Do you pay your taxes?






We’re in the middle of the presidential race in the United States, and the issue of taxes is on the front burner with the flame turned up all the way.

Do you pay your taxes?

I do.  These are just some of them:

State property taxes based on the value of real property I own.

Personal property taxes based on the value of the personal property like computers, furniture, etc., at my office.

School taxes

City Taxes

Sales tax

Income tax

Attorney Occupation tax (Let’s stop at that one just a minute. I live in Texas, a state known for its conservative political climate, the home of Governor Rick Perry.  But I pay an occupation tax every year for the privilege to practice law in this state.  That tax is in addition to my state bar dues.  I don’t hear the Tea Party folks raising an uproar about that tax.  Go figure.)

Self-employment tax.

And this is just a partial list.

I only compiled this list to prove one point:  Everybody understands that some taxes are necessary.  The real question is which ones.

This is where the political discussion should be.  It’s not about whether to pay any taxes, it’s about what things tax money should support.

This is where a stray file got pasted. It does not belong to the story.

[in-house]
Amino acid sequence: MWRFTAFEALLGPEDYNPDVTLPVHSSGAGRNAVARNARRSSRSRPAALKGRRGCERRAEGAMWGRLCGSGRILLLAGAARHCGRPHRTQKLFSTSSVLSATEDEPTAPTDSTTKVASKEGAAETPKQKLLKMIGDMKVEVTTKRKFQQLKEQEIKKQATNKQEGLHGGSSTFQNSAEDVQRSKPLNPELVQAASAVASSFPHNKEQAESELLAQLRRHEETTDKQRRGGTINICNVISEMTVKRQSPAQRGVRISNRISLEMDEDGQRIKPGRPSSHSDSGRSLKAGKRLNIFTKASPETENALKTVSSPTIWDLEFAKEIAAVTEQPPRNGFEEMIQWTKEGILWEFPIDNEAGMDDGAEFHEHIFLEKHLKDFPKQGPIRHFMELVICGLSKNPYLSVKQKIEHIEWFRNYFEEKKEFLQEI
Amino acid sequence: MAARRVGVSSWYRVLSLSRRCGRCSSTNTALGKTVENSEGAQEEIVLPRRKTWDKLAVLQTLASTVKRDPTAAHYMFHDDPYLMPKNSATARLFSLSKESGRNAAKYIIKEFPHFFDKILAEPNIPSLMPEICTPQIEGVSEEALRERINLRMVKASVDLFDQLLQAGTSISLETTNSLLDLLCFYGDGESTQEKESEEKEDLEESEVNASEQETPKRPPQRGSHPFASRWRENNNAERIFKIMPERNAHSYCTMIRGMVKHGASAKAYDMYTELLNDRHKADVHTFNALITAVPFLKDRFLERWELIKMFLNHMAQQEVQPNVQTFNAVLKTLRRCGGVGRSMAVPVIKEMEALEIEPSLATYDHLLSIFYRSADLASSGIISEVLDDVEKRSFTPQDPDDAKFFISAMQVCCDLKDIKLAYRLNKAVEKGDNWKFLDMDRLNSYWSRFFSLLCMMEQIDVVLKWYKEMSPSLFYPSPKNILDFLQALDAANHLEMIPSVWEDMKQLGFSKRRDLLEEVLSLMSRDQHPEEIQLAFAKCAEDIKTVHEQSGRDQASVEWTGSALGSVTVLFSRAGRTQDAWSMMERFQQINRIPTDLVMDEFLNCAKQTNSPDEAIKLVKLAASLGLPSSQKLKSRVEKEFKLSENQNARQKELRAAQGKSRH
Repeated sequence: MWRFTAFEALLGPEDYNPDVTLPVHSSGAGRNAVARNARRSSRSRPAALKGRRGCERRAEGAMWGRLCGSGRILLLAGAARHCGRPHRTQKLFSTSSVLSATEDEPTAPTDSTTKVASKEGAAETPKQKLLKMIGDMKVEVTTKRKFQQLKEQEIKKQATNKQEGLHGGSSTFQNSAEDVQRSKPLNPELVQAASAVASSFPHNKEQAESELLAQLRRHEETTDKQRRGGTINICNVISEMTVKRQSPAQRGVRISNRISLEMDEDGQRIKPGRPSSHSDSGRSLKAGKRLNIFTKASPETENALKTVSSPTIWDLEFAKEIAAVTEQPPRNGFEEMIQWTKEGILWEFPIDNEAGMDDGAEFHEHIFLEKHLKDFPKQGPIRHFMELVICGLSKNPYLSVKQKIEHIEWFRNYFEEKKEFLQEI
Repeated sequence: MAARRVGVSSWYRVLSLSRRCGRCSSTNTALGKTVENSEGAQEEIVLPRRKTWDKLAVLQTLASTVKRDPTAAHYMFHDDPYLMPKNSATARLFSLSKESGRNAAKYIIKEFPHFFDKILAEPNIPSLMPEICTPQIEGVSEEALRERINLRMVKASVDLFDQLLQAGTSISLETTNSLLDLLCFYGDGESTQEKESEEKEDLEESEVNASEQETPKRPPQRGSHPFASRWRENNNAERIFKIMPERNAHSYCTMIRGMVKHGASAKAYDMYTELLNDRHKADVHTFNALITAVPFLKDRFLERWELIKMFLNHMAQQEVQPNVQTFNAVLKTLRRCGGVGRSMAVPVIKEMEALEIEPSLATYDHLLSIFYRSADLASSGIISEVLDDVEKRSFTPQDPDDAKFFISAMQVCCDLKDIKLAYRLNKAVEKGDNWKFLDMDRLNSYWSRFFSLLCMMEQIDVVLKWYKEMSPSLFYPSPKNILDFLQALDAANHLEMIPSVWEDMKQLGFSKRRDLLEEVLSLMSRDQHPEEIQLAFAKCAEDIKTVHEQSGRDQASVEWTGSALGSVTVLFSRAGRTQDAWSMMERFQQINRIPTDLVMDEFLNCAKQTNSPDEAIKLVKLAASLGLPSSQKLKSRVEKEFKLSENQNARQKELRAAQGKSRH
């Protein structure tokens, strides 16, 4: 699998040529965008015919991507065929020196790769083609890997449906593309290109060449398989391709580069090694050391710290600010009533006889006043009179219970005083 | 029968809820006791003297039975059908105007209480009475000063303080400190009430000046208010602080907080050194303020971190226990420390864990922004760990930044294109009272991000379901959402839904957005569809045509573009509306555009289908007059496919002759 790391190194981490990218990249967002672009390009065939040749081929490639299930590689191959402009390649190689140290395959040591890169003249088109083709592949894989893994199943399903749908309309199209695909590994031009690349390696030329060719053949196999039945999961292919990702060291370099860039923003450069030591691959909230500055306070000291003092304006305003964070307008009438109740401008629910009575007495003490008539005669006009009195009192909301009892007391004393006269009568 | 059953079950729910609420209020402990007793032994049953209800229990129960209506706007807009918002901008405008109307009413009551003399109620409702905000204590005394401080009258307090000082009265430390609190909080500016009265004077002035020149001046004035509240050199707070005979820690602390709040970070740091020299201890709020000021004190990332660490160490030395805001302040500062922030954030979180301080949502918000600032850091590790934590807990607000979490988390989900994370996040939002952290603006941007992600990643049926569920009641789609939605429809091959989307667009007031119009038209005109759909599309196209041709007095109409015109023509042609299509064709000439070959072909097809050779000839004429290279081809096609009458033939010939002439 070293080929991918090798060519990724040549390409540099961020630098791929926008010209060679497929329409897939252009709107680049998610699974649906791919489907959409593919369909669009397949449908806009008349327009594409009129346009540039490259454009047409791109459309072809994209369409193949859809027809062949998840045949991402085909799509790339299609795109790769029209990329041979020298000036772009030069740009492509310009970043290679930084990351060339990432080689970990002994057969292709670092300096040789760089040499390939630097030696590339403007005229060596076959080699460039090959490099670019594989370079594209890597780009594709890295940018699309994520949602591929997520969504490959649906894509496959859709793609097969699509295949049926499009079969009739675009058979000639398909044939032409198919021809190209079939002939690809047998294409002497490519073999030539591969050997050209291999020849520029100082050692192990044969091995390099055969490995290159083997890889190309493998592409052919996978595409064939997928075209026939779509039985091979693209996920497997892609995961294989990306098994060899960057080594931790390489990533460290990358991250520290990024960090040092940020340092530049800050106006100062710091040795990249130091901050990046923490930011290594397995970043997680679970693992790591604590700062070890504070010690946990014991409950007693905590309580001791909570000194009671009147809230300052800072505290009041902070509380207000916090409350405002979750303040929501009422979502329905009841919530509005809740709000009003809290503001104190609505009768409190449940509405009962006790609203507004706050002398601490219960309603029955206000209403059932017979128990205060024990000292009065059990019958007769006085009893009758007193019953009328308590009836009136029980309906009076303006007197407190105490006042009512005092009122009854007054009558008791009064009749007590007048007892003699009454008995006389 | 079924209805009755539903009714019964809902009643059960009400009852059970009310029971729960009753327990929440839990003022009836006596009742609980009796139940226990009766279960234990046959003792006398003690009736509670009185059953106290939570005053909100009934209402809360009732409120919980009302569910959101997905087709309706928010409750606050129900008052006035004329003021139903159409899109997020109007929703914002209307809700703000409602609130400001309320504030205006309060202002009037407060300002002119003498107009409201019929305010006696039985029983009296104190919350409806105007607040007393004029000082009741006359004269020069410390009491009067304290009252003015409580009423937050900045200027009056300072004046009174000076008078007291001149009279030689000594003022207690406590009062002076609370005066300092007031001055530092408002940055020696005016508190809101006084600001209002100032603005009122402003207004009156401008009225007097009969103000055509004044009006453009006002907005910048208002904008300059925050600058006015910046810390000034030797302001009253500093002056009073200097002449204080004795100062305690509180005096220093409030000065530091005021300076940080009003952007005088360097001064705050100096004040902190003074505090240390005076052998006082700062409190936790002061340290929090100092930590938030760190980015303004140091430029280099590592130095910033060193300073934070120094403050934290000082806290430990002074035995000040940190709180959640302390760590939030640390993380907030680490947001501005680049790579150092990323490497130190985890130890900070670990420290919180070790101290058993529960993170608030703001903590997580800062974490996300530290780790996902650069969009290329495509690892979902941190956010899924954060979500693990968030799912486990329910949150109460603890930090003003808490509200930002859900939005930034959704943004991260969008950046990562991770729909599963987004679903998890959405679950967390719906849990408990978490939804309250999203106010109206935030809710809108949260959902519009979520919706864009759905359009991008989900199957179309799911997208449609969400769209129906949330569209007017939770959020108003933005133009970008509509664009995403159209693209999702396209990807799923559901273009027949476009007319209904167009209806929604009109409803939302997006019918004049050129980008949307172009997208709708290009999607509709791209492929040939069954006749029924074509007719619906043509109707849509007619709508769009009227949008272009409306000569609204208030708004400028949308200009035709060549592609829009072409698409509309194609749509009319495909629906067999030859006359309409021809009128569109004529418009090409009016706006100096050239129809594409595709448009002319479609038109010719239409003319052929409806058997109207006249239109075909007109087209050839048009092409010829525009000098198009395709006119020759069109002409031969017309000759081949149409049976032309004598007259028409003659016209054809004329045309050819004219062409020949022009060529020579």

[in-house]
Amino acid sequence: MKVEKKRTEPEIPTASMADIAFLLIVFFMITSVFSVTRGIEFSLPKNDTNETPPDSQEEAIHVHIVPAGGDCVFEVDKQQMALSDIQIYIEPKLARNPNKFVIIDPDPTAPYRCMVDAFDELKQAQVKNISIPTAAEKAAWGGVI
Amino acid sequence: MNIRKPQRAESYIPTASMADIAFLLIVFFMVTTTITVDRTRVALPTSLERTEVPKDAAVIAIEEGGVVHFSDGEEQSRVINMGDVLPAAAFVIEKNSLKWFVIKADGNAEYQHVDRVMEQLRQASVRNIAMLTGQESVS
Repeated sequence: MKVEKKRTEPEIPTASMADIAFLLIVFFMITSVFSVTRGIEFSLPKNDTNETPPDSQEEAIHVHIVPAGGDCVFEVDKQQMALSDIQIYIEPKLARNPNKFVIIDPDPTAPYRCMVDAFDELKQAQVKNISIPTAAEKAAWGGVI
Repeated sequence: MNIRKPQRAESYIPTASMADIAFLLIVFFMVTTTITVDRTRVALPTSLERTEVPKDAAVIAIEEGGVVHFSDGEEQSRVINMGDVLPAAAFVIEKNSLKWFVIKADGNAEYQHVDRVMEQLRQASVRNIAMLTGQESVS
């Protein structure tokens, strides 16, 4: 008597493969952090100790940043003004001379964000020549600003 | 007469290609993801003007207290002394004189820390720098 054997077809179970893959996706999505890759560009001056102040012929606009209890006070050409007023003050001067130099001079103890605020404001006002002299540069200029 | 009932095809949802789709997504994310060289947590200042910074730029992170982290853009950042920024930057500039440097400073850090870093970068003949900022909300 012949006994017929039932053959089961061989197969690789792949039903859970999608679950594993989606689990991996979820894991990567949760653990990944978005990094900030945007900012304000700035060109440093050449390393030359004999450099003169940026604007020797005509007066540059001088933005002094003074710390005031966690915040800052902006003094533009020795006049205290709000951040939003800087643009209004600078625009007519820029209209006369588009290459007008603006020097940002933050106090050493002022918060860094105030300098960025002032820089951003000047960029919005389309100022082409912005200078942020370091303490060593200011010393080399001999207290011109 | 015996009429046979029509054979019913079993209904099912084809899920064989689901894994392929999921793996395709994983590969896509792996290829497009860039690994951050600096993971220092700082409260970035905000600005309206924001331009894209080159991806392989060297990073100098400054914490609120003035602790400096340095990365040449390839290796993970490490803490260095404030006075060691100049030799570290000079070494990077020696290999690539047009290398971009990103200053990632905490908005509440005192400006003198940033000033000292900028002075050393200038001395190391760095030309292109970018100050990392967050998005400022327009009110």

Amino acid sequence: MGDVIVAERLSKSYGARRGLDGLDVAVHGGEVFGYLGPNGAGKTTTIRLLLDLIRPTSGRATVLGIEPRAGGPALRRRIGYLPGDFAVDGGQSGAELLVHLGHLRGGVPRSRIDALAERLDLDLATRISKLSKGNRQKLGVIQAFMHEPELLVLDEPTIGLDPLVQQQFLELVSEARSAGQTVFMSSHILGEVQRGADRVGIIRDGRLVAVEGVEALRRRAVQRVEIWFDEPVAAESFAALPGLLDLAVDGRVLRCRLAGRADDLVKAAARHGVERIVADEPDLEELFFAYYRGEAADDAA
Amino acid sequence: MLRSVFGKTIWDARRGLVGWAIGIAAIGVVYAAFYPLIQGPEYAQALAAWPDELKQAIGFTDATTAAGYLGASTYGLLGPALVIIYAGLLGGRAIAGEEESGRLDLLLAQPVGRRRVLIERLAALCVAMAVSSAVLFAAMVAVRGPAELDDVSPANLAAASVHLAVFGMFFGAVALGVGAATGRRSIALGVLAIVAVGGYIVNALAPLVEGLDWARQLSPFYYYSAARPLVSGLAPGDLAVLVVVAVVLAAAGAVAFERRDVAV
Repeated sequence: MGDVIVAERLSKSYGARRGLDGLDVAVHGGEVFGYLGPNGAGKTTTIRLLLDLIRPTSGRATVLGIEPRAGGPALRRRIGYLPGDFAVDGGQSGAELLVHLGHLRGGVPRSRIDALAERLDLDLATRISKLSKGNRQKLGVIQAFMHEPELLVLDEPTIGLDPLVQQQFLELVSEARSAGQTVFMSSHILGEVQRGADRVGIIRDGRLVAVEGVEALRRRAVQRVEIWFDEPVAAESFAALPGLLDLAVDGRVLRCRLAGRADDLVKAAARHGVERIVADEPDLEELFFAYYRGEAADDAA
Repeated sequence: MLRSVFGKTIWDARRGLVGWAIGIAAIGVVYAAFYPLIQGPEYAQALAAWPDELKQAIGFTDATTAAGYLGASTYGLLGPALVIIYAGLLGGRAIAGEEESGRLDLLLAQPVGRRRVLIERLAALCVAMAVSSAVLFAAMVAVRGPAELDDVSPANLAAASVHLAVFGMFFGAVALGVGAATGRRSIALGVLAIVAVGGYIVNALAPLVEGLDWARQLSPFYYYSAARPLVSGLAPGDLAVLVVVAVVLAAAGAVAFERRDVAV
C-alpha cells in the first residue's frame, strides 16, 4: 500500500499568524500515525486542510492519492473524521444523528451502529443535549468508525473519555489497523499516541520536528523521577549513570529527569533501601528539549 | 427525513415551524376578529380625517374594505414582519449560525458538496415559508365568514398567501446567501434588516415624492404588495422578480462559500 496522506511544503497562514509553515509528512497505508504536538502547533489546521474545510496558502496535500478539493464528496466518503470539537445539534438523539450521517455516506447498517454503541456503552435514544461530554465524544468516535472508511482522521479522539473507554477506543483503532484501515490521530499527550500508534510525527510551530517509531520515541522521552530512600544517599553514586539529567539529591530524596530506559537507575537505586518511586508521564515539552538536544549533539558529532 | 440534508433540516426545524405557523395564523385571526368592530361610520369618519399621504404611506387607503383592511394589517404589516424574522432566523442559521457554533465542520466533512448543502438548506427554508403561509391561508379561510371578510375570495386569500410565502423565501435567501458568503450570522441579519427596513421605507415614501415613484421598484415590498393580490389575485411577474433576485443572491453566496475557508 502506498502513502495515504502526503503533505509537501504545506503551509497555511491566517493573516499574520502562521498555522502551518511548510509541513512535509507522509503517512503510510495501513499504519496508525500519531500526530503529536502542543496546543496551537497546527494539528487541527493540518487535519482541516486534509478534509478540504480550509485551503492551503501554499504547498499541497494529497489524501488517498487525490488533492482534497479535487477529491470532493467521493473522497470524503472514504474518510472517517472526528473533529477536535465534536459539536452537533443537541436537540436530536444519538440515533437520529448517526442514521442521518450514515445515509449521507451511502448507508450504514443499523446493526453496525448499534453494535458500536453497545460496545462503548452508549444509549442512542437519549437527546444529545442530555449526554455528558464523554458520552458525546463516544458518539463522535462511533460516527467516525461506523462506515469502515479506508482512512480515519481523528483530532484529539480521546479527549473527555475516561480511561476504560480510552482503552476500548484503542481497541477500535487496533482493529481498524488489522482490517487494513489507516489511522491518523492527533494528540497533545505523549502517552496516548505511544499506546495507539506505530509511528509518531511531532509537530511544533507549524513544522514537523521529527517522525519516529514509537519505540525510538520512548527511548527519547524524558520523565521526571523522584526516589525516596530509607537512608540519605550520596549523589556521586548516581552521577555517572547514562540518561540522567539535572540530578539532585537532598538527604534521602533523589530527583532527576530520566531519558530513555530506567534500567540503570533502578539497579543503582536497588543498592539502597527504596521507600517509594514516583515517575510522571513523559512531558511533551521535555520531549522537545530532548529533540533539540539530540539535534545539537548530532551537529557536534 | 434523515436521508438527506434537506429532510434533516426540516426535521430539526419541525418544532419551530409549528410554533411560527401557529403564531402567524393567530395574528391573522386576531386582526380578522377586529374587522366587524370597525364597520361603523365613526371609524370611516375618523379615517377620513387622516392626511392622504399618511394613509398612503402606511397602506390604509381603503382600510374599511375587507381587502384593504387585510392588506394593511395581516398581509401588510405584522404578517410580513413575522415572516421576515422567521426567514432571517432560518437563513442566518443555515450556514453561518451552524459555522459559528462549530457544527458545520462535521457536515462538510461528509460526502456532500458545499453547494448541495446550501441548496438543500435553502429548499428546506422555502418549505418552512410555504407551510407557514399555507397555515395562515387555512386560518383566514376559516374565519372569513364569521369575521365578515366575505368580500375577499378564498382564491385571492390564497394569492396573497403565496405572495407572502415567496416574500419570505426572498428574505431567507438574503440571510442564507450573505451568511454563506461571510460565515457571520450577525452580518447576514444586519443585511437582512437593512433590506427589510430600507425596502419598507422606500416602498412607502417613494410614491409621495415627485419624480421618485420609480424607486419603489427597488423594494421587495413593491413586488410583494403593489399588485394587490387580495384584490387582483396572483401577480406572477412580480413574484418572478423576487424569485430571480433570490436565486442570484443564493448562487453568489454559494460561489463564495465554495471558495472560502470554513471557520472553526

In the rural community where I live, we recently attempted to pass a school bond.  For those who don’t know our system of providing money for public education in Texas, I would tell you that a school bond is the way schools pay for construction projects. A bond allows the school district to raise taxes by a certain amount in order to retire the indebtedness it incurs in connection with the building project.

The bond failed and we weren’t able to build a new school.  That’s a shame.  But it is really a shame if the reason for it is that people aren’t willing to approve any tax unless it is something that directly benefits them.

I’m afraid that is where we are in the country right now.

What things are worthy of taxpayer support?


Roads and bridges?

Healthcare for children, the disabled, the elderly?

National Defense?

Funding for research to find a cure for Alzheimer’s?

Auto company bailouts?

Bank failure bailouts?

Farm subsidies?

Student loans? (By the way, I went to school on federally funded student loans, as did my wife.  We spent ten years paying every dollar of those loans back.)



Aid for Dependent Children (AFDC)?

Food stamps for people who have lost their jobs in a failing economy?

Veterans’ benefits for the people who stood in harm’s way for us?

Law enforcement, fire fighters?

School teachers?

Homeland Security?


You catch my drift.  It is easy to throw back your head and say, “No new taxes.”  It is hard to decide which causes deserve taxpayer support.

Where should we spend our tax dollars?



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